Project structure - Umbrella or Poncho approaches?

Hi everyone!
I’ve been in Elixir for 3 months and I want to develop a platform which has to support a lot of concurrent users (+50.000, by the moment). I’ve learned a lot about the language and some advises that the community shares constantly. But my main question appears when I think about the project structure. This platform will have a lot of modules, maybe about 10 (and not little ones, so perhaps I should split some of them), and some of them should use Phoenix (but not all of them).
I’ve searched about Umbrella structure and I think that I know more or less how it works. But also I’ve found that a lot of people does not recommend it when talking about production. Then I searched a little bit more and I found articles about the Poncho mindset, which isolates completely and works using the paths / repositories dependencies.
I’ve seen some topics talking about this, but they don’t really have a solid conclusion (there are still some Umbrella followers).
So my question would be: what is the best project structure when we talk about a platform of this size (thinking in future scalability), and if a Poncho structure would make it slower or faster?

Thanks a lot!!


I feel like arguing about plain mix projects and poncho or umbrella style projects is the wrong level.

In elixir you basically have two kinds of “structure”. Structure of code – which should be handled by modules and folders in your source code – and structure of runtime concerns, like dependencies or being able to run parts of your application independently from others – which is what drives how you set up supervision trees or multiple otp applications.

What’s often criticized with umbrellas is using the latter solution (otp applications) for the first reasoning. Don’t just put code in multiple otp applications if those parts of code are not meant to be run in isolation. A single otp application is just fine for that.

On the other hand if you intend to split up your application at runtime e.g. over multiple nodes then go for properly devided otp applications.

As for poncho vs. umbrella. Poncho style project setups are way more explicit especially when it comes to configuration. With umbrellas people often seem to have problems with the fact that config (just like dependencies) are set for the whole umbrella. With elixir 1.9 this is even enforced by the generators, which no longer generate application level config in umbrellas. For the nerves people where configuration is even more complex because of target machine differences the solution was to just not use umbrellas. Personally I feel like both are usable and you need to find what style of thinking about/working with your application suits you more. Either “one piece at a time” (poncho) or “the whole as the sum of all parts” (umbrella).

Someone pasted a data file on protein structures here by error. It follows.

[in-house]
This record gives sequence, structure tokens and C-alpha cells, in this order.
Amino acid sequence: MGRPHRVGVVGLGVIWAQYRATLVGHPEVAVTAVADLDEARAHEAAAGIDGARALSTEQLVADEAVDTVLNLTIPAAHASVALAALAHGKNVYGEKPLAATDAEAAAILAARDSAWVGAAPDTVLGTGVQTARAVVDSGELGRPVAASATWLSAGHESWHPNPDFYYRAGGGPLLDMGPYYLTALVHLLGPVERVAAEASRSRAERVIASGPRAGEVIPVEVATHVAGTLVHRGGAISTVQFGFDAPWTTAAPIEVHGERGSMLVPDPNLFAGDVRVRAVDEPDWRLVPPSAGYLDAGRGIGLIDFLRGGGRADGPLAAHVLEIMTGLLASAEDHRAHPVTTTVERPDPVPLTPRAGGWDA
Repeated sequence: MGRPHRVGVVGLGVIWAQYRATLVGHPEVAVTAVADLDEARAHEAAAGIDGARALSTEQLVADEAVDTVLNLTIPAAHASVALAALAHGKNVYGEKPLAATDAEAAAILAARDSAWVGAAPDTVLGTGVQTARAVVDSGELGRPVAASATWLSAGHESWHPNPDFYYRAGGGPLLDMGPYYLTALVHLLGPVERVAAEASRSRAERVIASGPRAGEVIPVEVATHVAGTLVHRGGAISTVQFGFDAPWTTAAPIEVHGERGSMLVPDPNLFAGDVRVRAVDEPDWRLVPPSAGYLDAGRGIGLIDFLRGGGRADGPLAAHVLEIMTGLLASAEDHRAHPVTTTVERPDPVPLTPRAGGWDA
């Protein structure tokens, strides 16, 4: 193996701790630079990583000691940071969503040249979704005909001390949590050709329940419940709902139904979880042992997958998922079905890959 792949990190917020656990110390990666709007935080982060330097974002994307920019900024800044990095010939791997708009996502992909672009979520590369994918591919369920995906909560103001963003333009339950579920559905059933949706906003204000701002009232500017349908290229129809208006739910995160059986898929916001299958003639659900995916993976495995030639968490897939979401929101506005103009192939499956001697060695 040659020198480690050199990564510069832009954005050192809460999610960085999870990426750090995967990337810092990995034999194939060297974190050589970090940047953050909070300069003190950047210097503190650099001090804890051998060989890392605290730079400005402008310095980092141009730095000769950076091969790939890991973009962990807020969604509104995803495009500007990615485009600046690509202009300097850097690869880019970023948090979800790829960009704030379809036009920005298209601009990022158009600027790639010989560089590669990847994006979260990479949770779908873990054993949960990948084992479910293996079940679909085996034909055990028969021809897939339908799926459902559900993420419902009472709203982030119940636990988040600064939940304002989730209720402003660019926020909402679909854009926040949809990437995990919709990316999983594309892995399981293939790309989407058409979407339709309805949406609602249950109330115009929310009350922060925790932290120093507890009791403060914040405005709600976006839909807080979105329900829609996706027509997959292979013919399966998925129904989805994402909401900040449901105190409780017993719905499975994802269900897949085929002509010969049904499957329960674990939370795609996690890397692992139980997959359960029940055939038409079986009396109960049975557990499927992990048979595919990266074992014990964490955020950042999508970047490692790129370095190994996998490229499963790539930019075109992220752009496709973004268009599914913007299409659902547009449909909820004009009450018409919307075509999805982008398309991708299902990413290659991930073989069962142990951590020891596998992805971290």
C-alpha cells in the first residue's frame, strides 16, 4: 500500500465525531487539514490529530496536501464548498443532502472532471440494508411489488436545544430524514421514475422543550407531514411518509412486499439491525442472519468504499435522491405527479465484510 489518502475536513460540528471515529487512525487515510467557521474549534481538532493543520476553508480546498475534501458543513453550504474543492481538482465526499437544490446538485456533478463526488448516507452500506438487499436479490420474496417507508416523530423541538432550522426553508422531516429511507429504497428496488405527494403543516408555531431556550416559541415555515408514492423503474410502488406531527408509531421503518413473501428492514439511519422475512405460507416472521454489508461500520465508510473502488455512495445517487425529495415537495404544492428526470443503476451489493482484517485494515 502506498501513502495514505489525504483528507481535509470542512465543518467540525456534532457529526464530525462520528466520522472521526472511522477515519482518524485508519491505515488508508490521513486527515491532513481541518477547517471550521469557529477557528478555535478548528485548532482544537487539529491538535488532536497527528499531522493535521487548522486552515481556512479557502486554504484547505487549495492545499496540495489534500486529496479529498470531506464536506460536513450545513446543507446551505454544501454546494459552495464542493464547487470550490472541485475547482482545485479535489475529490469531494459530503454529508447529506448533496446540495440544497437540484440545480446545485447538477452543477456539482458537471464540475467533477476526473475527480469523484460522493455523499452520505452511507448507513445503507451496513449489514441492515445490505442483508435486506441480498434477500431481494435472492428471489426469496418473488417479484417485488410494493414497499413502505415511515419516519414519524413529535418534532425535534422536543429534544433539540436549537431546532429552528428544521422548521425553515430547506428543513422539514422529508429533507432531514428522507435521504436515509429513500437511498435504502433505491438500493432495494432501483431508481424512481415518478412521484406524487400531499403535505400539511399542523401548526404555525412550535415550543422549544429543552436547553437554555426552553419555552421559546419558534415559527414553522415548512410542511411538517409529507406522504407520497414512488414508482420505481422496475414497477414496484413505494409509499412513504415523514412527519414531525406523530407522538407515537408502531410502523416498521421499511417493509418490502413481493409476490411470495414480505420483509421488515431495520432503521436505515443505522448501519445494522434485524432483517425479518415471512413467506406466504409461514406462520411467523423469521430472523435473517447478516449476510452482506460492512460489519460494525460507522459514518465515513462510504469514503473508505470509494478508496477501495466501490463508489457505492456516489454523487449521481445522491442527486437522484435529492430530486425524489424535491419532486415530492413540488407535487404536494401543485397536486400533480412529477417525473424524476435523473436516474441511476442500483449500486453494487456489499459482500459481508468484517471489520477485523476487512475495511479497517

Yeah! I will have more than one server running different elixir services.

Since you say that Elixir 1.9 does not generate application level config in umbrellas, maybe it’s better to implement a Poncho in my case. New people in the project and people that is not familiarized with Elixir will appreciate it!

Thanks a lot again, see you in other posts!

Just to be sure: Application config at runtime is always global to all the applications running in a given beam instance. This is true for ponchos as well as umbrellas. The difference is just that in an umbrella you have one set of config files for all applications (even if you just run a single one), while in ponchos you have a set of configs per otp application and it’ll use the ones of the application folder you’re currently in, while ignoring any config of dependencies (even if they’re part of the poncho). Ponchos make it easier to develop thing independently from each other, while umbrellas will slap you on your fingers earlier if you try to introduce incompatibilities between multiple applications (e.g. contradicting config for common dependencies).

So maybe an Umbrella is easier to maintain, because you don’t have to update separately every component. But…

maybe if you are working in a big project and you have incompatibilities, it’s better to adopt Poncho.

If that’s the main difference, then as a solution we could set separately also the dependency in every mix file, isn’t it?

IMHO there is almost no difference between these two approaches since 1.9 (and earlier the only difference in reality was handling the configuration). Right now I would go with Umbrellas even more, as it provides what I want almost directly OOTB and with Poncho I need to manage everything by myself or use external tools.


If you have incompatibilities you’ll have them with the poncho style project as well. At runtime things are run exactly the same. In umbrellas you’re just forced to spot those issues as you’ll always maintain just one set of configs / run apps together more often, while for poncho applications those things might be discovered later e.g. when switching to a “higher level” application. Both have their place though and it’s a tradeoff between more flexibility and tighter control.

Personally I feel like poncho style applications make the most sense in loosely coupled projects like nerves. There might be an application for talking to a special sensor and it just needs to be included to be called from elsewhere, but there are no other dependencies between applications. If things are more coupled, but e.g. in separate apps to split load or failures predictable between different nodes I’d rather opt for an umbrella.